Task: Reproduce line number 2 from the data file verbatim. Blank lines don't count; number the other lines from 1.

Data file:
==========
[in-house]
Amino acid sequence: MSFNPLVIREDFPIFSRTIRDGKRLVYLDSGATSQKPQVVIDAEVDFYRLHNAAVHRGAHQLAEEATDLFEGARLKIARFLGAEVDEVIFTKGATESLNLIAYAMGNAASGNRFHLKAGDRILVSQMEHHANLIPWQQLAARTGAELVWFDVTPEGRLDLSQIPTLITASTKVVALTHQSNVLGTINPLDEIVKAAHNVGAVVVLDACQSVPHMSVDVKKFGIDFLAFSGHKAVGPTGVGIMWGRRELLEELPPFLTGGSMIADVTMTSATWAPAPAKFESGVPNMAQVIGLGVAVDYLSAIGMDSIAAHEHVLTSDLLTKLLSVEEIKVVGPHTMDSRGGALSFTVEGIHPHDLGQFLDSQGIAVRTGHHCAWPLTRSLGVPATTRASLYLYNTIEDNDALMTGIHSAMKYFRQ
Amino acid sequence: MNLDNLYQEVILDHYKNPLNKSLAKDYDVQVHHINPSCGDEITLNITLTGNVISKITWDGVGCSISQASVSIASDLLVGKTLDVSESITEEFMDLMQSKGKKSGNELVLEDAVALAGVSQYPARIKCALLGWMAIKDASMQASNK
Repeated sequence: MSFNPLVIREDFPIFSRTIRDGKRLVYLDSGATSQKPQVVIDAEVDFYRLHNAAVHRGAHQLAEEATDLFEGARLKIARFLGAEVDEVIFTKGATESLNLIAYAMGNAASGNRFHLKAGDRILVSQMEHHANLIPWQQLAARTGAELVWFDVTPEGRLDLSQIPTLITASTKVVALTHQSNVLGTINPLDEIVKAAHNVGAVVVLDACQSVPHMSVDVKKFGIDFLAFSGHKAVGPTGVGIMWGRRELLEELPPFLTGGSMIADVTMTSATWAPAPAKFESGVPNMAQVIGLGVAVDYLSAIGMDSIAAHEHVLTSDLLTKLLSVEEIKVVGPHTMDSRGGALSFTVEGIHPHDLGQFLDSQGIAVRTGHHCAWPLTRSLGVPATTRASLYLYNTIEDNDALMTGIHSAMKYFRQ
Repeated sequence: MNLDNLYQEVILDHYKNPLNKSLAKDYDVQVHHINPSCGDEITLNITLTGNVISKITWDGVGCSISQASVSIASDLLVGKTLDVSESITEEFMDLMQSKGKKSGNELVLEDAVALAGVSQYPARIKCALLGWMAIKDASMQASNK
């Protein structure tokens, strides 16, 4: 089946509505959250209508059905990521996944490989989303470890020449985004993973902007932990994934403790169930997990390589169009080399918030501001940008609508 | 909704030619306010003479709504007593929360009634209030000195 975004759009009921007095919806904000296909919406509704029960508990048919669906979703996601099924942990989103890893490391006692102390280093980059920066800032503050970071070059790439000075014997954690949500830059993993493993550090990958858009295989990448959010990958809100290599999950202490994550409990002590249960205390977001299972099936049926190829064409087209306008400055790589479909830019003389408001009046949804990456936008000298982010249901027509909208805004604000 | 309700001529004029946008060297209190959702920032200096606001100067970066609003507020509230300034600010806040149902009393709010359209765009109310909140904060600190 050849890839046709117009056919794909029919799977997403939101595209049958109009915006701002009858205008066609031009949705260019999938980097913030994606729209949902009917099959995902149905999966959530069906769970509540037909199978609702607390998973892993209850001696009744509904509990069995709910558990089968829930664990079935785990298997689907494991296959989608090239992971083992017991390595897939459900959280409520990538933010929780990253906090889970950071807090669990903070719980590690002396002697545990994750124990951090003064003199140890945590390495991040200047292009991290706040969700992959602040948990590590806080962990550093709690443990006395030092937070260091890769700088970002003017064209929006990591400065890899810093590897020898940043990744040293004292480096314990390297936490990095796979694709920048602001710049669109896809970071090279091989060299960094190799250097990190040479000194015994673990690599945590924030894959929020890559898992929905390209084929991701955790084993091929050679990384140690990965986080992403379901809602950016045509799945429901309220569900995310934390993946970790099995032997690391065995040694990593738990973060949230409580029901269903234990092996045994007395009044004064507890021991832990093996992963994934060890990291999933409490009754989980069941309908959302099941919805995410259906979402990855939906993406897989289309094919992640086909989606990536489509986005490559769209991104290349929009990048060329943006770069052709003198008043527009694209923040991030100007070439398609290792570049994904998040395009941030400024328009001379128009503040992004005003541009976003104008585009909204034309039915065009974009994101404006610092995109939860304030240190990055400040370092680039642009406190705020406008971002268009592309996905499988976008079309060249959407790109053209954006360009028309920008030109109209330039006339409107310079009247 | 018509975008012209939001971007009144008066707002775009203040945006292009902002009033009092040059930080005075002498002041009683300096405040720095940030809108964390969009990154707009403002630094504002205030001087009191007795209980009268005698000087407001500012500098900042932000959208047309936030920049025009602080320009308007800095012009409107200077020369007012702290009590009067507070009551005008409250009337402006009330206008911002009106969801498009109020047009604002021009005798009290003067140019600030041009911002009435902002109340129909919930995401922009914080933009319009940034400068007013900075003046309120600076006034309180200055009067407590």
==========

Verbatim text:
Amino acid sequence: MSFNPLVIREDFPIFSRTIRDGKRLVYLDSGATSQKPQVVIDAEVDFYRLHNAAVHRGAHQLAEEATDLFEGARLKIARFLGAEVDEVIFTKGATESLNLIAYAMGNAASGNRFHLKAGDRILVSQMEHHANLIPWQQLAARTGAELVWFDVTPEGRLDLSQIPTLITASTKVVALTHQSNVLGTINPLDEIVKAAHNVGAVVVLDACQSVPHMSVDVKKFGIDFLAFSGHKAVGPTGVGIMWGRRELLEELPPFLTGGSMIADVTMTSATWAPAPAKFESGVPNMAQVIGLGVAVDYLSAIGMDSIAAHEHVLTSDLLTKLLSVEEIKVVGPHTMDSRGGALSFTVEGIHPHDLGQFLDSQGIAVRTGHHCAWPLTRSLGVPATTRASLYLYNTIEDNDALMTGIHSAMKYFRQ